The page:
Daniel Yergin, chairman for consultant group IHS, said U.S. and Canadian oil sectors are complementary enough to keep markets viable during the downturn. File photo by Michael Kleinfeld/UPI | License Photo
OTTAWA, June 7 (UPI) -- Even though a weakened oil economy means lower production, North American markets are secure enough to weather the storm, analysts said.
Canada's oil-based economy has been weakened significantly by the downturn in oil prices, off about 50 percent from their levels just two years ago. Some sectors of the U.S. economy, meanwhile, are in decline as lower spending in exploration and production takes a toll on the industry.
Daniel Yergin, vice chairman for consultant group IHS, said combined North American production of 13 million barrels, 80 percent higher than levels common 10 years ago, is enough to keep the market secured during the downturn.
"The scale and resiliency of these resources through a time of low oil prices is striking," he said in a statement.
The latest report from the U.S. Energy Information Administration estimated total domestic crude oil production for April, the last full month for which the government has data, was 7 percent lower year-on-year at 9 million barrels per day. The average full year 2017 production forecast is 8.2 million bpd, though that level was revised higher by 1.2 percent from the last EIA estimate.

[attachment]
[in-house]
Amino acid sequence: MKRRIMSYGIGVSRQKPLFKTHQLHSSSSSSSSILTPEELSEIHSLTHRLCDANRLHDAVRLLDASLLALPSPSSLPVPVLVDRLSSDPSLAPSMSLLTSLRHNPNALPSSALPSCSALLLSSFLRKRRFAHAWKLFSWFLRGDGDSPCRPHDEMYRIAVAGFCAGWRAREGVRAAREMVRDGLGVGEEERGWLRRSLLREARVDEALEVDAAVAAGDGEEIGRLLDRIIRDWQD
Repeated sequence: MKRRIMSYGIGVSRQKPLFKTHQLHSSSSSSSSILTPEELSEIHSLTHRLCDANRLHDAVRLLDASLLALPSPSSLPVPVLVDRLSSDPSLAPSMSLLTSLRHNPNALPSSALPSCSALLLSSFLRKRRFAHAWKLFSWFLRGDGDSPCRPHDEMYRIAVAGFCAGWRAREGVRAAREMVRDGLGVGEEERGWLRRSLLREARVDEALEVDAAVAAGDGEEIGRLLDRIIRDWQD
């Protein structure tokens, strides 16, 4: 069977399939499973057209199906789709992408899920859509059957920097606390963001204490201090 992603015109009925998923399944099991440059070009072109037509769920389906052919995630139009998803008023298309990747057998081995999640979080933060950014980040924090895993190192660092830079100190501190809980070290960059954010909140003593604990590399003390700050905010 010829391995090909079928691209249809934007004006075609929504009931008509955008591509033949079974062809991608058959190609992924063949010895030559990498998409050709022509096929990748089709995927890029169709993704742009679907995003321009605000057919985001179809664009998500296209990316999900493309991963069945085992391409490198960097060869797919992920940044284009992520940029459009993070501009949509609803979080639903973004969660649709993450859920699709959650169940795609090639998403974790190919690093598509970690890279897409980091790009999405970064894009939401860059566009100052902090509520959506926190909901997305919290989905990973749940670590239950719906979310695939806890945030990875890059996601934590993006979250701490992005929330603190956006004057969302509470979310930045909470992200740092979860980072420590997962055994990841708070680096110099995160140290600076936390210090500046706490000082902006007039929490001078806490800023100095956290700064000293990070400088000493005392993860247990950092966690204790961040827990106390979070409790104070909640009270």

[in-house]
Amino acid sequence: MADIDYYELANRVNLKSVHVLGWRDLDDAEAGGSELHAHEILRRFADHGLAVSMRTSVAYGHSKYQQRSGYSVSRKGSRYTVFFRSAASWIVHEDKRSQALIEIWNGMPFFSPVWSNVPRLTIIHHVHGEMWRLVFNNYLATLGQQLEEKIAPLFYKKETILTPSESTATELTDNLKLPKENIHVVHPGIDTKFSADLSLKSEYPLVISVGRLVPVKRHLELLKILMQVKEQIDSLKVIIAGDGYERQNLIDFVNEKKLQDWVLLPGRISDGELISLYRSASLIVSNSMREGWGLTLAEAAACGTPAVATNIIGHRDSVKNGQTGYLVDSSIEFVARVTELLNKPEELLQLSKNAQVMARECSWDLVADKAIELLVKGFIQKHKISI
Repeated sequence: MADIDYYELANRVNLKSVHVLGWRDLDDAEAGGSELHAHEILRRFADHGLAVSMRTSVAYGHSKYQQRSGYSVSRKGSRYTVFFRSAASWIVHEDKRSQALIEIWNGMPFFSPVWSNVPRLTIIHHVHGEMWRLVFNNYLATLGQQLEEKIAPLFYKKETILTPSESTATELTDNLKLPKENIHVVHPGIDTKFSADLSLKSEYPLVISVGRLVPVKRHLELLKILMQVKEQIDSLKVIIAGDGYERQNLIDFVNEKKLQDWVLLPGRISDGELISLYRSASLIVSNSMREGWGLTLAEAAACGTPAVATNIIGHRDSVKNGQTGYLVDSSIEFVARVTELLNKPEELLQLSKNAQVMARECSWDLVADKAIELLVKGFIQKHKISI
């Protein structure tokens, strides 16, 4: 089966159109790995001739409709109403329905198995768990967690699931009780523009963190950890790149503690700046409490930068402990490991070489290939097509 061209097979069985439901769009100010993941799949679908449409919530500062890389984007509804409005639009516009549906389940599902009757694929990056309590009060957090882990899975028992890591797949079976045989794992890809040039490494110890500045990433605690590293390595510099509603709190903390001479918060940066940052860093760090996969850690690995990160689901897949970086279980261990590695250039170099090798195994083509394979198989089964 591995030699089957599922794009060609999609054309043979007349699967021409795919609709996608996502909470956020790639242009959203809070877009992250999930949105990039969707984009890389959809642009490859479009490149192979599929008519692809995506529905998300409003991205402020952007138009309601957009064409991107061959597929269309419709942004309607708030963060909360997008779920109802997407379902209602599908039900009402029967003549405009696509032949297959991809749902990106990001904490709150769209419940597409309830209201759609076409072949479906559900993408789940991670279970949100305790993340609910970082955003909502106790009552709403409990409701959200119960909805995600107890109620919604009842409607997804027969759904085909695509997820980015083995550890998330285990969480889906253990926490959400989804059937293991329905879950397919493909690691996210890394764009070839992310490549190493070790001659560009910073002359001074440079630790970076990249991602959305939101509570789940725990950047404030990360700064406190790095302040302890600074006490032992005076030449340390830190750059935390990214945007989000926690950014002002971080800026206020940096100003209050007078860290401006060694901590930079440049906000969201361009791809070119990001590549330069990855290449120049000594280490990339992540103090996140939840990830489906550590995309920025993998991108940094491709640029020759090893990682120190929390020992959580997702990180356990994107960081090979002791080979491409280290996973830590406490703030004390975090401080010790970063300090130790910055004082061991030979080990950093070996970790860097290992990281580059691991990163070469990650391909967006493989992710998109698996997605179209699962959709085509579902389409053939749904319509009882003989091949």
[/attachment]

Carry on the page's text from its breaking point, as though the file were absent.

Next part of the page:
From a spending standpoint, a survey from the Canadian Association of Petroleum Producers found spending in the oil and gas sector on pace to decline about 62 percent from 2014 levels. According to CAPP President and CEO Tim McMillan, "times are tough" for the industry.
Canada is the top oil exporter to the United States by far. The report from IHS finds that refineries in the U.S. Midwest and Gulf Coast are tailored for the heavier grade of Canadian oil, while lighter oils from shale basins in the United States are suited well for eastern Canadian refineries. Over the six years ending in 2015, IHS found U.S. oil exports to Canada increased 400,000 bpd.
"In terms of meeting North American refinery demand, they represent complementary rather than competing types of crude," Kevin Birn, a Canadian oil sector analyst at IHS, said. "The integrated North American oil trade allows Canada and the United States to achieve a greater energy security than either could accomplish individually."